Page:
Still mourning her father’s death, a teenager from a Protestant family gets roped into attending a Mormon summer camp.
Faith-based comedies often fall terribly flat. Wholesome doesn’t always equal funny, and good intentions don’t necessarily lead to polished screenplays (or performances). I therefore had low expectations going into Once I Was a Beehive, only to be very pleasantly surprised. Instead of a lame culture comedy or preachy conversion tale, this is a graceful, well-made examination of loss, healing, and interfaith friendships.

This is a “Mormon film” whose central character is not a Mormon, and the film has no agenda of making her one. The story relies more on universal themes than inside jokes, making it accessible the way Fiddler on the Roof is to non-Jews and The Blind Side is to non-Christians. It’s well-acted and moving, with a fair amount of laugh-out-loud humor. The faith aspects are light and uplifting, not heavy-handed. The cast has good chemistry; imagine the camaraderie of Pitch Perfect without the innuendo.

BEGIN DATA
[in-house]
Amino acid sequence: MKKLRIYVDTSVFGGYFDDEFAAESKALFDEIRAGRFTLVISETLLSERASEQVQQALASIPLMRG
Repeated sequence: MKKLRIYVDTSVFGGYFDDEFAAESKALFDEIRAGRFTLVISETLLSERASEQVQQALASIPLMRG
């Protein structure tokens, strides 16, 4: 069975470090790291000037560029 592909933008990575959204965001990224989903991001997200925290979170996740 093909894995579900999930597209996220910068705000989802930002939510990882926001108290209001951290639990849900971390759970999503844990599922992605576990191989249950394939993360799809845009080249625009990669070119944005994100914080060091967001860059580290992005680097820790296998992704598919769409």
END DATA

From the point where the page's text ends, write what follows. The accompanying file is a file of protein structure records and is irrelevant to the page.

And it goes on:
For the full Review including Content Guidelines and Spiritual Messages to discuss, visit our sister site: Mormons at the Megaplex!